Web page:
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The ability to articulate strategy as a predictor of programming skill

Simon, Cutts, Quintin, Fincher, Sally, Haden, Patricia, Robins, Anthony, Sutton, Ken, Baker, Bob, Box, Ilona, de Raadt, Michael, Hamer, John, Hamilton, Margaret, Lister, Raymond, Petre, Marian, Tolhurst, Denise and Tutty, Jodi (2006). The ability to articulate strategy as a predictor of programming skill. In: Tolhurst, Denise and Mann, Samuel 8th Australian Computing Education Conference (ACE2006), Hobart, Tasmania, 16-19 January, 2006.

Document type: Conference Paper
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Author Simon
Cutts, Quintin
Fincher, Sally
Haden, Patricia
Robins, Anthony
Sutton, Ken
Baker, Bob
Box, Ilona
de Raadt, Michael
Hamer, John
Hamilton, Margaret
Lister, Raymond
Petre, Marian
Tolhurst, Denise
Tutty, Jodi
Title The ability to articulate strategy as a predictor of programming skill
Conference Name 8th Australian Computing Education Conference (ACE2006)
Conference Location Hobart, Tasmania
Conference Dates 16-19 January, 2006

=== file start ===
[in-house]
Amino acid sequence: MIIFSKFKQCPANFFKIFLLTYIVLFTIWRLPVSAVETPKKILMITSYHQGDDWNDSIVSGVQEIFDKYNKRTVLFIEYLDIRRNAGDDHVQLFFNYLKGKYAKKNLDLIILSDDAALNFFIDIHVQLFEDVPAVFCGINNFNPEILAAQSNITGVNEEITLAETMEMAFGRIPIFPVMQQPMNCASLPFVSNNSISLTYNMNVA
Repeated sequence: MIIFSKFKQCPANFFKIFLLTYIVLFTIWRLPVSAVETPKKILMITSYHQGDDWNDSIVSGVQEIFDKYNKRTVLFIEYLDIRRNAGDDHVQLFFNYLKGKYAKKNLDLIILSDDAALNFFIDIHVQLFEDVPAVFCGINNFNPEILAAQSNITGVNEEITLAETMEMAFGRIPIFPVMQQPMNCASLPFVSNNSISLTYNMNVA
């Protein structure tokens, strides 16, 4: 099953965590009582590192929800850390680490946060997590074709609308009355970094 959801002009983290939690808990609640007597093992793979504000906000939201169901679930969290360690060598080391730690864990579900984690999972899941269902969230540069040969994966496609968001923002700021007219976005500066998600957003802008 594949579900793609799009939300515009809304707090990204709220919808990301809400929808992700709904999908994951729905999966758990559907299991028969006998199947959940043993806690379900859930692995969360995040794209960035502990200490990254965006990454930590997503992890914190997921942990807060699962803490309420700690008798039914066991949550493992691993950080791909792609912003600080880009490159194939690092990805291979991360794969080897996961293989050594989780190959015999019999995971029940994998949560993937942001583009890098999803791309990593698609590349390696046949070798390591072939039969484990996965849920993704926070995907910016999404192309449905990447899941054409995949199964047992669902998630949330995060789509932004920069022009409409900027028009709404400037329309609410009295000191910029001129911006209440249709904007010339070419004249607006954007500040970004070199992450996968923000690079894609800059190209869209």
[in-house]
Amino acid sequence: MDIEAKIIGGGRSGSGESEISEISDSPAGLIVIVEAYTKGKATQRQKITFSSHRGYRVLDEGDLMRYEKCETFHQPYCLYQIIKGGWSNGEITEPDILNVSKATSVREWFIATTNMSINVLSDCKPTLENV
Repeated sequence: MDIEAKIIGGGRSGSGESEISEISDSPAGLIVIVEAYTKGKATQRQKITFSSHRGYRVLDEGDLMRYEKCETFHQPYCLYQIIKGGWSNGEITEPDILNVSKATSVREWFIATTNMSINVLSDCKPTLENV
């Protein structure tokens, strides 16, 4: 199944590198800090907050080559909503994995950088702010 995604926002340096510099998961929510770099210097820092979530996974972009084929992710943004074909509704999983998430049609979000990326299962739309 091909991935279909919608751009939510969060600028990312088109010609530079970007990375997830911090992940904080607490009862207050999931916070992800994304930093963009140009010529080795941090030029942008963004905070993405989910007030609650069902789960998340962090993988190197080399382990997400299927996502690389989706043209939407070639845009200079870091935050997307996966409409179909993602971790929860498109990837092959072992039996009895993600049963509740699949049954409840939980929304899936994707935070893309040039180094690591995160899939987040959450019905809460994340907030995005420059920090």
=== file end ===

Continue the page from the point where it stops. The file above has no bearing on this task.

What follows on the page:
Conference Publication Title Computing Education 2006: proceedings of the Eighth Australasian Computing Education Conference (ACE2006)
Editor Tolhurst, Denise
Mann, Samuel
Place of Publication Sydney , NSW
Publisher Australian Computer Society published in association with the ACM Digital Library
Publication Year 2006
Volume Number 52
ISBN 1920682341   (check CDU catalogue open catalogue search in new window)
ISSN 1445-1336   (check CDU catalogue open catalogue search in new window)
Start Page 181
End Page 188
Total Pages 8
HERDC Category E1 - Conference Publication (DEST)
Abstract A multi-national, multi-institutional study investigating introductory programming courses drew on student participants from eleven institutions, mainly in Australasia, during the academic year of 2004. A number of diagnostic tasks were used to explore cognitive, behavioural, and attitudinal factors such as spatial visualisation and reasoning, the ability to articulate strategies for commonplace search and design tasks, and attitudes to studying. This paper reports in detail on the task that required participants to articulate a commonplace search strategy. The results indicate that increasing measures of richness of articulation of a search strategy are associated with higher marks in the course.
 
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Created: Fri, 12 Sep 2008, 08:35:25 CST by Administrator